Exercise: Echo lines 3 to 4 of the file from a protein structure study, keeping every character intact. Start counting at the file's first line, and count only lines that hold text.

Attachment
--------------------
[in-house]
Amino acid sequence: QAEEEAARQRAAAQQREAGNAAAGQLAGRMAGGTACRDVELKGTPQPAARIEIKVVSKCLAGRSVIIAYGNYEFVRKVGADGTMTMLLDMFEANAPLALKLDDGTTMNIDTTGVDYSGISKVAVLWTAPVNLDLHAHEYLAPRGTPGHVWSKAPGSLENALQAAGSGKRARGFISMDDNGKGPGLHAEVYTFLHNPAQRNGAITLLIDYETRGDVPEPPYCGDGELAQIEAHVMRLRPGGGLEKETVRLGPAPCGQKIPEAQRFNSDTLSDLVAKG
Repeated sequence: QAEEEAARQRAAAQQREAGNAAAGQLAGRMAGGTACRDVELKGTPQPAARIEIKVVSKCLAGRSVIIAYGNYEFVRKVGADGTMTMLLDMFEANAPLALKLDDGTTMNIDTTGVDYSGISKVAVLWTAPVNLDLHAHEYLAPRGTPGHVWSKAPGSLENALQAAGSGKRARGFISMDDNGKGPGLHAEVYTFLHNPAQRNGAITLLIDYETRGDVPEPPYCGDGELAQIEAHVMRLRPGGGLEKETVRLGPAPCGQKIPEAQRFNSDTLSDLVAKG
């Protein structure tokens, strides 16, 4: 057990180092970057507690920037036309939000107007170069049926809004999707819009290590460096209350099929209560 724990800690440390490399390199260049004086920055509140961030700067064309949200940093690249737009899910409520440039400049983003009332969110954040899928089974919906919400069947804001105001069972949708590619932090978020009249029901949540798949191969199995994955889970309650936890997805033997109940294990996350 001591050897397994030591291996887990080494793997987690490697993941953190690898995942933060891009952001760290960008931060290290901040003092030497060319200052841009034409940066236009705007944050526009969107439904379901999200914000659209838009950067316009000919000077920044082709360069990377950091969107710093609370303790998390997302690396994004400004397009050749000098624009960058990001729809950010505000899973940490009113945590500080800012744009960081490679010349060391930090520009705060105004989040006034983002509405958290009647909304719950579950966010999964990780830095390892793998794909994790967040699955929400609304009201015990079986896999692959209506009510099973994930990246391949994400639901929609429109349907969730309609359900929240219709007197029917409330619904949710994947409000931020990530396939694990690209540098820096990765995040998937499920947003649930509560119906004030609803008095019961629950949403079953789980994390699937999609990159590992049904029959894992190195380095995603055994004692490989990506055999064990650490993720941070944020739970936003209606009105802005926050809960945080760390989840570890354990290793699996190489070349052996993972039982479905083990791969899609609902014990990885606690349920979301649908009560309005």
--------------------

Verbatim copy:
Repeated sequence: QAEEEAARQRAAAQQREAGNAAAGQLAGRMAGGTACRDVELKGTPQPAARIEIKVVSKCLAGRSVIIAYGNYEFVRKVGADGTMTMLLDMFEANAPLALKLDDGTTMNIDTTGVDYSGISKVAVLWTAPVNLDLHAHEYLAPRGTPGHVWSKAPGSLENALQAAGSGKRARGFISMDDNGKGPGLHAEVYTFLHNPAQRNGAITLLIDYETRGDVPEPPYCGDGELAQIEAHVMRLRPGGGLEKETVRLGPAPCGQKIPEAQRFNSDTLSDLVAKG
């Protein structure tokens, strides 16, 4: 057990180092970057507690920037036309939000107007170069049926809004999707819009290590460096209350099929209560 724990800690440390490399390199260049004086920055509140961030700067064309949200940093690249737009899910409520440039400049983003009332969110954040899928089974919906919400069947804001105001069972949708590619932090978020009249029901949540798949191969199995994955889970309650936890997805033997109940294990996350 001591050897397994030591291996887990080494793997987690490697993941953190690898995942933060891009952001760290960008931060290290901040003092030497060319200052841009034409940066236009705007944050526009969107439904379901999200914000659209838009950067316009000919000077920044082709360069990377950091969107710093609370303790998390997302690396994004400004397009050749000098624009960058990001729809950010505000899973940490009113945590500080800012744009960081490679010349060391930090520009705060105004989040006034983002509405958290009647909304719950579950966010999964990780830095390892793998794909994790967040699955929400609304009201015990079986896999692959209506009510099973994930990246391949994400639901929609429109349907969730309609359900929240219709007197029917409330619904949710994947409000931020990530396939694990690209540098820096990765995040998937499920947003649930509560119906004030609803008095019961629950949403079953789980994390699937999609990159590992049904029959894992190195380095995603055994004692490989990506055999064990650490993720941070944020739970936003209606009105802005926050809960945080760390989840570890354990290793699996190489070349052996993972039982479905083990791969899609609902014990990885606690349920979301649908009560309005």